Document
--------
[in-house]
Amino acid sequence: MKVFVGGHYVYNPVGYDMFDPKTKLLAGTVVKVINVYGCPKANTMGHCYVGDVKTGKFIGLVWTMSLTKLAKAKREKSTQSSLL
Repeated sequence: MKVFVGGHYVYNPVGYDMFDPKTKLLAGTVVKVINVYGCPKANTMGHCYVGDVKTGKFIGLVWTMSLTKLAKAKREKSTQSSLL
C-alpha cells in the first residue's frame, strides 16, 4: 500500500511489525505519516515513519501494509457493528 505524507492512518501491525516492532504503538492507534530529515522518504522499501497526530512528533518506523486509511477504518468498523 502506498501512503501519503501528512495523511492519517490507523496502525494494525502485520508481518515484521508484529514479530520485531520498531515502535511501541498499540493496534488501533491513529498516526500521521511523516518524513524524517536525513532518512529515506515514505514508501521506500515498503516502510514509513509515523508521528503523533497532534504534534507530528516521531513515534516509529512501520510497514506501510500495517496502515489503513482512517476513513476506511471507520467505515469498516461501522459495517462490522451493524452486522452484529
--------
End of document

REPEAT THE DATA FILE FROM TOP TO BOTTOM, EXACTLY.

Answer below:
[in-house]
Amino acid sequence: MKVFVGGHYVYNPVGYDMFDPKTKLLAGTVVKVINVYGCPKANTMGHCYVGDVKTGKFIGLVWTMSLTKLAKAKREKSTQSSLL
Repeated sequence: MKVFVGGHYVYNPVGYDMFDPKTKLLAGTVVKVINVYGCPKANTMGHCYVGDVKTGKFIGLVWTMSLTKLAKAKREKSTQSSLL
C-alpha cells in the first residue's frame, strides 16, 4: 500500500511489525505519516515513519501494509457493528 505524507492512518501491525516492532504503538492507534530529515522518504522499501497526530512528533518506523486509511477504518468498523 502506498501512503501519503501528512495523511492519517490507523496502525494494525502485520508481518515484521508484529514479530520485531520498531515502535511501541498499540493496534488501533491513529498516526500521521511523516518524513524524517536525513532518512529515506515514505514508501521506500515498503516502510514509513509515523508521528503523533497532534504534534507530528516521531513515534516509529512501520510497514506501510500495517496502515489503513482512517476513513476506511471507520467505515469498516461501522459495517462490522451493524452486522452484529